01. bile,                                              02. phlegm,                                             03. pus,                                         04. blood,
05. sweat,                                          06. fat,                                                     07. tears,                                       08. oil,
09. saliva,                                           10. mucus,                                               11. oil of the joints                          12. urine.

03. The Fire element (tejo dhaatu) = heat
     The heat element accounts for an object’s temperature. An object is hot or cold depending on the amount of heat element. This element has the function of maturing or vitalizing. It accounts for preservation and decay.

“The fire element may be internal or external. Regarding the internal, whatever is heat, warmth, and derived therefrom, such as that by which one is vitalized, consumed, or burnt up, and that by which the ingested food is digested, this is the fire element. Whatever is an internal fire element and whatever is an external fire element are just fire element.

The fire quality does not imply fire, but the quality of heat or energy of the material substances. Heat and cold are the two specific characteristics of the fire element. Though, the fire element appears to be the most prominent quality of fire, fire consists of all the four primary elements and likewise, the element of fire is present in earth, water and air matter as well to a lesser intensity compared to the other three elements.

The internal fire element in the body has been described as anything that is fire and fiery. Four types of fire element have been described within the human body.

Fire element (tejo dhatu) in the human body

01. Santharpana Thejo dhathu – Fire element that keeps the body warm
02. Jirapana Thejo dhathu – Fire element which causes ageing of the body
03. Paridahana Thejo dhathu – Fire element that causes fever differnt kinds of burnings, flammation in side the body
04. Paachaka Thejo dhathu – Fire element that digests what is eaten and drunk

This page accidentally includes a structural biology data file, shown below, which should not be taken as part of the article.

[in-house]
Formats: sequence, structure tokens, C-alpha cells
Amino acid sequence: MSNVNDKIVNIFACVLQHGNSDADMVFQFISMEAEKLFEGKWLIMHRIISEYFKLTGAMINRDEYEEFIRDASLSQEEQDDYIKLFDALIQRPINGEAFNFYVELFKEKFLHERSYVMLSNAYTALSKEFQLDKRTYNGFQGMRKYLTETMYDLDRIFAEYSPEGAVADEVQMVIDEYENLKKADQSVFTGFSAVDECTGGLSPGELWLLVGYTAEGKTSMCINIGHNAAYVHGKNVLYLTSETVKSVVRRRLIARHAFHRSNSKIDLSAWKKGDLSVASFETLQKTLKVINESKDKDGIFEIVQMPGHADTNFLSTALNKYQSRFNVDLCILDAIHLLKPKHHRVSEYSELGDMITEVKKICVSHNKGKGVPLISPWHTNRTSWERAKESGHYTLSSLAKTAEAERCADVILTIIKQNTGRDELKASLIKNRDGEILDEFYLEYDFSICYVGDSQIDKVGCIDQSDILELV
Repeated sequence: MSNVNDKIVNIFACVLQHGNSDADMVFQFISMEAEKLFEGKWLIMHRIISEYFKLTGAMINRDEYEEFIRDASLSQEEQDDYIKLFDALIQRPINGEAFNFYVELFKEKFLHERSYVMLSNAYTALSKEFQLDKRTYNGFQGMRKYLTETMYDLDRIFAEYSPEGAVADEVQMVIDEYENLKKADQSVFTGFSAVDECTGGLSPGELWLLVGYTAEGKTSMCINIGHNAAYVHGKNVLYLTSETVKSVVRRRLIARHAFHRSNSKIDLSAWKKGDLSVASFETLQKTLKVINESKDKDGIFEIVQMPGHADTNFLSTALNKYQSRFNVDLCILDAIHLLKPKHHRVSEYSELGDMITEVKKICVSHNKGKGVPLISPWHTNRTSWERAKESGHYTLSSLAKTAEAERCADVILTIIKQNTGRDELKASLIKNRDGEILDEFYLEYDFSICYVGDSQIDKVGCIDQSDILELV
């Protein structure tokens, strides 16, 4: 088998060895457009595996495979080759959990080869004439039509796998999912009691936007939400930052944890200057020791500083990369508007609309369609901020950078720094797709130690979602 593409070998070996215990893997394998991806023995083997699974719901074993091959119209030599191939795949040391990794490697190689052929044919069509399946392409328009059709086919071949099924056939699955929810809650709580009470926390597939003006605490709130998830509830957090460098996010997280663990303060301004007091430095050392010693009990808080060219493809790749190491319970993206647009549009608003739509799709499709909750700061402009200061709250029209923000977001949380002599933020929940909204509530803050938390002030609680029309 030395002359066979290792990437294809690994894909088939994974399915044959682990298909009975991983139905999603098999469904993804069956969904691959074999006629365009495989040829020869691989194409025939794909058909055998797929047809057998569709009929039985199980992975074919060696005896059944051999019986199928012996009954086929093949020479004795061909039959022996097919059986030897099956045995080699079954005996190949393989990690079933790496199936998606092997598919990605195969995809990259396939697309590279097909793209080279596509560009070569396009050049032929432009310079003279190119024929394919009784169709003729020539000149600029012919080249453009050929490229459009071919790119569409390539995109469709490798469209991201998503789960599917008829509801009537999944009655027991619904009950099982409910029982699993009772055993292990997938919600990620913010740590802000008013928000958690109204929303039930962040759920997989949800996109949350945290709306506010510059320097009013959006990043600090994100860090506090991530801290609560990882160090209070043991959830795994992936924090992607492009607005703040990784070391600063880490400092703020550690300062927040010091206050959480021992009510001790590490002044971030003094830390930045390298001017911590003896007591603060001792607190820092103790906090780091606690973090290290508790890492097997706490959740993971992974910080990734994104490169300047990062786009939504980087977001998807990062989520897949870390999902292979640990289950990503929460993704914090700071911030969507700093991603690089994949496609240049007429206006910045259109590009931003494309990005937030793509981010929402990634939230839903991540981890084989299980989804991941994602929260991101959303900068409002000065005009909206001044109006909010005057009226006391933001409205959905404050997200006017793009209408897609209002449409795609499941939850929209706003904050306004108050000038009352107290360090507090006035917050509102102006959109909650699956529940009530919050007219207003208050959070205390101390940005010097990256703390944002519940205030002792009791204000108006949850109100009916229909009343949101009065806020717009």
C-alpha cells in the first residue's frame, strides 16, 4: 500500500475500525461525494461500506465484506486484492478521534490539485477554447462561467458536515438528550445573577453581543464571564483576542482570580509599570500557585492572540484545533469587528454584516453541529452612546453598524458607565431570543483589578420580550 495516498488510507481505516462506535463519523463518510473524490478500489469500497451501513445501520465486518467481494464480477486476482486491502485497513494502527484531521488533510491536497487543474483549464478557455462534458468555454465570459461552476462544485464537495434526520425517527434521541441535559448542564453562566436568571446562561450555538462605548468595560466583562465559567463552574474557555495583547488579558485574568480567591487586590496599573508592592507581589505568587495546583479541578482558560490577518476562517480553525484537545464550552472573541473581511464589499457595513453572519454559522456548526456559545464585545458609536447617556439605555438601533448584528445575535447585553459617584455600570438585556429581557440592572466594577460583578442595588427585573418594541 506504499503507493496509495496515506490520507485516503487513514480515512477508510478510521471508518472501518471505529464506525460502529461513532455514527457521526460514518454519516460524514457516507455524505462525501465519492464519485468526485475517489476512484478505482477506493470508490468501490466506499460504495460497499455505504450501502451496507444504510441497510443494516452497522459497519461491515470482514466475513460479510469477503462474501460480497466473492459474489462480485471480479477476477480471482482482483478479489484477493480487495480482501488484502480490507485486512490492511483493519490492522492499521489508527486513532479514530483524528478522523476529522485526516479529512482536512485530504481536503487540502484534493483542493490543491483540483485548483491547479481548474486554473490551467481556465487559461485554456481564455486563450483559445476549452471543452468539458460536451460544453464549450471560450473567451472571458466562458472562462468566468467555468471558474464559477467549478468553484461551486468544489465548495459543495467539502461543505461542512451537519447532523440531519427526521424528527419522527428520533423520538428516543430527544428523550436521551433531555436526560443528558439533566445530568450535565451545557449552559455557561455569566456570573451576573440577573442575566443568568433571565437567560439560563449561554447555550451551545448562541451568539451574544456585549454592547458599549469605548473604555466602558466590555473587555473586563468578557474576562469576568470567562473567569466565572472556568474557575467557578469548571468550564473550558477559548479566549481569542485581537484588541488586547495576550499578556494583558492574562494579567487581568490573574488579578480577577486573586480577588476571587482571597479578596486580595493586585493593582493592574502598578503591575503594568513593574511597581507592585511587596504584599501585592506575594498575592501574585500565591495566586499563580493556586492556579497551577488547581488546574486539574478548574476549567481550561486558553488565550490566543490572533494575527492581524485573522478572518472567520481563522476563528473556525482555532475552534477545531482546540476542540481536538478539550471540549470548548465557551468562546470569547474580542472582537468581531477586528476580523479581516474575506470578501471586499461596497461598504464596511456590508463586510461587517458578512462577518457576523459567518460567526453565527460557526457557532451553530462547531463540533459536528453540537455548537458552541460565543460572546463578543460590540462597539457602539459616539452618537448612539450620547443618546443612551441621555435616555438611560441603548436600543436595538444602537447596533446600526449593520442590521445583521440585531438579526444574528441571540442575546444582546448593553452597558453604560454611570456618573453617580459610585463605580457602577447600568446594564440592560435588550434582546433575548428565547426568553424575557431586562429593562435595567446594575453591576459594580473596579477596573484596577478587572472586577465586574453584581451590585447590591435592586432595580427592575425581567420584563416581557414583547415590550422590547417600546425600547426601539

Then do you experience that tejo-dhatu when you sit for meditation? A lot! Sometimes you feel as if you are sitting on the fire. Sometimes you are sitting on a block of ice. Cold and hot. Then you have to watch it, cold, cold, hot, hot. If you do not observe it then you’ll identify that feeling of cold with yourself: `Oh I am cold, I am cold. I need some sweater or some blanket to cover on me,` because you identify the cold with yourself.

Actually cold is not yourself. Theoretically you know cold is not a person, not a being, not a man or not a woman, but you perceive it to be a person because, `I cold.` I am the man who feels cold. I am the woman who feels hot. Then cold and hot are identified with yourself and your person. Why? Because you do not close your door. Then what should you do? You should close your door, and note cold, cold, hot, hot, hot.

When your mindfulness becomes powerful and concentration deeper then you realise cold separate from your body or away from your body. The feeling of cold or hot is there. You are here, you are realising and noting it. Sometimes when concentration becomes deeper then there’s no you or no person who notes the cold.


04. The Wind element (vaayo dhaatu) = motion
     The motion element imparts motion and causes expansion and contraction.

The wind element may be internal or external. Regarding the internal, whatever is motion, wind, and derived therefrom, such as the winds going up and down, winds in the belly, winds that shoot across the limbs, inbreathing and outbreathing, is the wind element. Whatever is an internal wind element and whatever is an external wind element are just wind element.

In conclusion if you draw a line and ask any one to measure and separate these four bases exactly to the point exactly, that the one matter separated from the other matter there is none to complete the task.

It continues like a circle. In a line one end Earth and the other end Air or Motion or wind. The adhesion and the heat in between the earth and the Air. Very simple experiment to witness this is Rain. Take an Ice Cube for an example. Because of the heat of the Sun ice cube get melted and the water evaporates. This evaporation goes high in the sky.